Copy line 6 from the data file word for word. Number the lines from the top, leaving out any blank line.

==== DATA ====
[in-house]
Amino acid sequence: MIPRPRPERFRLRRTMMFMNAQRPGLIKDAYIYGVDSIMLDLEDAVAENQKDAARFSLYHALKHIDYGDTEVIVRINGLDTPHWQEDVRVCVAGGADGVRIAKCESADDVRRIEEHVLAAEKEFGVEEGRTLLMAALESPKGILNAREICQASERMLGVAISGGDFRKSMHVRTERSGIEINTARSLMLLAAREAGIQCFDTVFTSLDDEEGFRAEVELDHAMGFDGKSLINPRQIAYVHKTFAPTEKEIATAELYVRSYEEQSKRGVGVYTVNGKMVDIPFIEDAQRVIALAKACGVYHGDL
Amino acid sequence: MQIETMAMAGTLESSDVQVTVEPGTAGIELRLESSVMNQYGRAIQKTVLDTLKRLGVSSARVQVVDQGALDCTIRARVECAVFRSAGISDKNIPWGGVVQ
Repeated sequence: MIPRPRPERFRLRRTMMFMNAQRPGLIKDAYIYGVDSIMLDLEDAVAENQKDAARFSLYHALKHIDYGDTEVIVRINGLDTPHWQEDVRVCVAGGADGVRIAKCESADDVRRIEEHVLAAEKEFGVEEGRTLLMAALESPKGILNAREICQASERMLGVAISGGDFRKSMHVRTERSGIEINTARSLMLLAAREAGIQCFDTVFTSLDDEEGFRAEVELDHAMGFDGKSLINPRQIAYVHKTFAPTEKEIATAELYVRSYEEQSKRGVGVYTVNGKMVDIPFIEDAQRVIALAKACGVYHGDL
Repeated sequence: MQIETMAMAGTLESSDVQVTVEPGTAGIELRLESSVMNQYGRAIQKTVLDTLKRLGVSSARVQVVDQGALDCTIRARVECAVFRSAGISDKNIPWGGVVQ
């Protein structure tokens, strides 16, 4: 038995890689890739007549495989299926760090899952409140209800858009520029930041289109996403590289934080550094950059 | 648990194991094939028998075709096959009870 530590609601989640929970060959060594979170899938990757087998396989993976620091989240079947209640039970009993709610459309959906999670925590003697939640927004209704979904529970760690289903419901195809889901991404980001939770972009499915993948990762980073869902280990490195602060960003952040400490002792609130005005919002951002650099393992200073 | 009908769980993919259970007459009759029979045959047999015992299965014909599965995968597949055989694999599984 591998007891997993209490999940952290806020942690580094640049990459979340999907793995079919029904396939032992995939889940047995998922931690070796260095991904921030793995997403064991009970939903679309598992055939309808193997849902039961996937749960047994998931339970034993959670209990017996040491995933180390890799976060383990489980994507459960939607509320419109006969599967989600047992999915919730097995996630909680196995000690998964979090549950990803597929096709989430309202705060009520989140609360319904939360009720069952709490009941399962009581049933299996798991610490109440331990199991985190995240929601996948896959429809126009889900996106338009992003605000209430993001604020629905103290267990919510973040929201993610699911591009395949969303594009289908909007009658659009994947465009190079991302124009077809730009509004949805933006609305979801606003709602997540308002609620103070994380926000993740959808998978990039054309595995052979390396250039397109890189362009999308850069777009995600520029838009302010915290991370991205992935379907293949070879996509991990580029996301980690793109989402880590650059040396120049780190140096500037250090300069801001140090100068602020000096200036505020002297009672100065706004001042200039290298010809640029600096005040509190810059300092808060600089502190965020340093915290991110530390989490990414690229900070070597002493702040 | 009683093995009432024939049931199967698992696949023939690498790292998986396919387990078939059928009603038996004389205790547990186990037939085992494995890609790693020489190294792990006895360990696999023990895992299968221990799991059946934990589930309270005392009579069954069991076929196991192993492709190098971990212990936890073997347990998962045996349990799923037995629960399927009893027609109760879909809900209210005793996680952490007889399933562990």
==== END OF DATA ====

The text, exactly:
């Protein structure tokens, strides 16, 4: 038995890689890739007549495989299926760090899952409140209800858009520029930041289109996403590289934080550094950059 | 648990194991094939028998075709096959009870 530590609601989640929970060959060594979170899938990757087998396989993976620091989240079947209640039970009993709610459309959906999670925590003697939640927004209704979904529970760690289903419901195809889901991404980001939770972009499915993948990762980073869902280990490195602060960003952040400490002792609130005005919002951002650099393992200073 | 009908769980993919259970007459009759029979045959047999015992299965014909599965995968597949055989694999599984 591998007891997993209490999940952290806020942690580094640049990459979340999907793995079919029904396939032992995939889940047995998922931690070796260095991904921030793995997403064991009970939903679309598992055939309808193997849902039961996937749960047994998931339970034993959670209990017996040491995933180390890799976060383990489980994507459960939607509320419109006969599967989600047992999915919730097995996630909680196995000690998964979090549950990803597929096709989430309202705060009520989140609360319904939360009720069952709490009941399962009581049933299996798991610490109440331990199991985190995240929601996948896959429809126009889900996106338009992003605000209430993001604020629905103290267990919510973040929201993610699911591009395949969303594009289908909007009658659009994947465009190079991302124009077809730009509004949805933006609305979801606003709602997540308002609620103070994380926000993740959808998978990039054309595995052979390396250039397109890189362009999308850069777009995600520029838009302010915290991370991205992935379907293949070879996509991990580029996301980690793109989402880590650059040396120049780190140096500037250090300069801001140090100068602020000096200036505020002297009672100065706004001042200039290298010809640029600096005040509190810059300092808060600089502190965020340093915290991110530390989490990414690229900070070597002493702040 | 009683093995009432024939049931199967698992696949023939690498790292998986396919387990078939059928009603038996004389205790547990186990037939085992494995890609790693020489190294792990006895360990696999023990895992299968221990799991059946934990589930309270005392009579069954069991076929196991192993492709190098971990212990936890073997347990998962045996349990799923037995629960399927009893027609109760879909809900209210005793996680952490007889399933562990």